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European Central Bank officials meeting next month will receive new forecasts that are likely to show inflation peaking at a higher rate than expected earlier, before settling at a lower level.
That’s the assessment of Bloomberg Economics, which has used its SHOK model to gauge what’s changed since the last round of ECB projections in September. The calculations adjust for higher energy costs, a weaker trade-weighted exchange rate and softer domestic demand.
Consumer-price growth in the euro area is set to reach a high of 4.4% this quarter, according to economists Jamie Rush and Maeva Cousin. But their model shows rates will go as low as 0.8% in the first quarter of 2023, before ending the year at 1.4%, which falls short of what the ECB had previously envisaged.
“Our analysis underscores the challenge facing President Christine Lagarde and her colleagues on the Governing Council,” the economists said. “The sources of high headline inflation are likely to leave the economy weaker and price gains 0.2 percentage points slower in the medium term.”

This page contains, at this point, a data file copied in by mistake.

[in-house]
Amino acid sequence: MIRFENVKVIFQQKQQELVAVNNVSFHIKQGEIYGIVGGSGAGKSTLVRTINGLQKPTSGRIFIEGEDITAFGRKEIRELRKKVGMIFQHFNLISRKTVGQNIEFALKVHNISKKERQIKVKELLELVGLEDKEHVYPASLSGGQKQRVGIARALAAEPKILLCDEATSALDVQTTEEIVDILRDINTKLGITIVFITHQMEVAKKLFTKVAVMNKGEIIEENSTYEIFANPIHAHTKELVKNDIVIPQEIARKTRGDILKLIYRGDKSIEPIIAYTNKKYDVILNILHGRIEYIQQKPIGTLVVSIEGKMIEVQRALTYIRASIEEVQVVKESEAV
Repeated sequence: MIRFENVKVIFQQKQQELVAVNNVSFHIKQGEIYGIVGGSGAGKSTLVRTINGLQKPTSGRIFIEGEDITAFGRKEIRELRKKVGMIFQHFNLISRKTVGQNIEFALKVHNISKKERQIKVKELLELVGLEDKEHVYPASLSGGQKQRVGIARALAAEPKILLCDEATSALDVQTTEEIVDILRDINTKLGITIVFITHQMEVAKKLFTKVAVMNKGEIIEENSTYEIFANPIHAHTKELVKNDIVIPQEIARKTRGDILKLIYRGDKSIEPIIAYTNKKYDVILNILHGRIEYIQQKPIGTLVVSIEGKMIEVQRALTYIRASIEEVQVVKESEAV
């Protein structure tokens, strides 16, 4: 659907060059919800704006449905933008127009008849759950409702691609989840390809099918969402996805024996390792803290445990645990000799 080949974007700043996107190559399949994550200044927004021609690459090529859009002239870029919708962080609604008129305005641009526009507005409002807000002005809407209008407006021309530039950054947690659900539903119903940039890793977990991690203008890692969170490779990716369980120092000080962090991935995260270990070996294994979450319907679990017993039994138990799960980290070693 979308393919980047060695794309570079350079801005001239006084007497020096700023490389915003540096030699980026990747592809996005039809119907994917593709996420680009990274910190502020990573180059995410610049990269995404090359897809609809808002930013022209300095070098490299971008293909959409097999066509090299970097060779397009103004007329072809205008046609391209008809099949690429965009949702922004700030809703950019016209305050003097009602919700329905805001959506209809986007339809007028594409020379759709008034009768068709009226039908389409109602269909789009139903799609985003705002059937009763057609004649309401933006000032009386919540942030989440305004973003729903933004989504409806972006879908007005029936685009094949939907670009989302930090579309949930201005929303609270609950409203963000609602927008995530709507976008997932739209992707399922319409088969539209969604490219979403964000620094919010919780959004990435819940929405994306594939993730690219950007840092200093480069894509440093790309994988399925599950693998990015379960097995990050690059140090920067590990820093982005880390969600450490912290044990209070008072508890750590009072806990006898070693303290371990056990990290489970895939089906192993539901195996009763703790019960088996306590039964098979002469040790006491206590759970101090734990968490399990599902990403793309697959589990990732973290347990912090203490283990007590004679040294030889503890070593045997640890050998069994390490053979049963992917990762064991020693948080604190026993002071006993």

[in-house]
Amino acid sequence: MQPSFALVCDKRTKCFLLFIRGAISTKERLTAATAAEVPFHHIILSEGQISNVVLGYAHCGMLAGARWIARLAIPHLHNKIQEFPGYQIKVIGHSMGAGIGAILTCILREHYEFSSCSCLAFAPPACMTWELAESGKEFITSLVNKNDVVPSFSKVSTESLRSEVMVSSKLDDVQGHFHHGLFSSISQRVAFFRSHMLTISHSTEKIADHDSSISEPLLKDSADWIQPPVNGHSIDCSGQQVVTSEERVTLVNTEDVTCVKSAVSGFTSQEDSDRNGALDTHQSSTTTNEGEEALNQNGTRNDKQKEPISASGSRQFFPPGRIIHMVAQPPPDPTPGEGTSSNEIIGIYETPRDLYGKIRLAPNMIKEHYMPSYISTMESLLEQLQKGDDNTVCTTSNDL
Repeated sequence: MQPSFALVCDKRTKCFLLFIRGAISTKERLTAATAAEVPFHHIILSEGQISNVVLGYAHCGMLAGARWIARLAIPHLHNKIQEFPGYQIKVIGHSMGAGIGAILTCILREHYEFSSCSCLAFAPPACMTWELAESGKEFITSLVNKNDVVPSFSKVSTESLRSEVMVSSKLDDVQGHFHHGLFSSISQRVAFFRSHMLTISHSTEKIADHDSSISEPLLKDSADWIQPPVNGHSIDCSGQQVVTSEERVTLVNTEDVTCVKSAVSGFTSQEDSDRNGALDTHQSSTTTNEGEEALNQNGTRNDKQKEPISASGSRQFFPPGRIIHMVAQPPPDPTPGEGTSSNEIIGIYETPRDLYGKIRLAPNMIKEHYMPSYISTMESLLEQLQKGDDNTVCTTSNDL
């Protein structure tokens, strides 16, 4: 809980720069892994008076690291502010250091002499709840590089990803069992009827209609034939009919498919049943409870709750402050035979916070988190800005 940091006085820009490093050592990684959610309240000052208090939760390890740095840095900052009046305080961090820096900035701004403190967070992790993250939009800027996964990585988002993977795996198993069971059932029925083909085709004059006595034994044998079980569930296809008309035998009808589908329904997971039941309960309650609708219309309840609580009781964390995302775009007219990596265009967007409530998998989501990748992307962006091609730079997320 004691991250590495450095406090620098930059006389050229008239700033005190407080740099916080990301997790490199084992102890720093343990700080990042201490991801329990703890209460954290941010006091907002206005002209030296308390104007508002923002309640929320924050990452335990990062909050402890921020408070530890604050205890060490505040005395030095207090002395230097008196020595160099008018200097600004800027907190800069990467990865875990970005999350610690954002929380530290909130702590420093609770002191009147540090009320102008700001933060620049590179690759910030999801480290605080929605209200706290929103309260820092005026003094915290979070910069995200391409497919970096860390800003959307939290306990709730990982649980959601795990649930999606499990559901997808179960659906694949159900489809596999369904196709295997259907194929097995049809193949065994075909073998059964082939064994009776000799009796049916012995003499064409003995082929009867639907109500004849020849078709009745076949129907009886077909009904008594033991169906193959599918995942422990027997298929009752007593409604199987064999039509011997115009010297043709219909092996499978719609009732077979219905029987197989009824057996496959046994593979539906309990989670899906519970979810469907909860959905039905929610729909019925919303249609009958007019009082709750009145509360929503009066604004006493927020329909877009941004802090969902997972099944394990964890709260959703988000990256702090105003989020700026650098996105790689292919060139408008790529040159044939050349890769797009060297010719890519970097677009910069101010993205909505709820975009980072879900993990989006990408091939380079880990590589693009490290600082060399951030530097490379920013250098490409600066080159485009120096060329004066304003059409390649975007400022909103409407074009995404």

Indeed, policy makers find themselves facing a weaker outlook for inflation in the years ahead, even as the clamor for action to counter the current bout of soaring prices grows. In addition, fear over the dangers still posed by the pandemic is on the rise following the return of lockdowns to some parts of Europe and the discovery of a new variant in Africa.
ECB officials, who are due to announce their next decision on Dec. 16, have recently struck a more hawkish note, with Executive Board member Isabel Schnabel telling Bloomberg last week that inflation risks are “skewed to the upside” and the Bundesbank warning prices in Germany may have jumped by almost 6% in November.
But on stimulus, there appears to be an emerging consensus for flexibility to be retained even as net purchases under the ECB’s pandemic bond-buying plan are wound down as planned in March.
The central bank’s new projections may also indicate to investors that the conditions needed for benchmark borrowing costs to be raised will likely not be met any time soon.
“Pushing down the medium-term inflation forecast would send another useful signal that markets have got ahead of themselves on interest rates, even if it’s not the full 0.2 percentage point by SHOK,” Rush and Cousin said.
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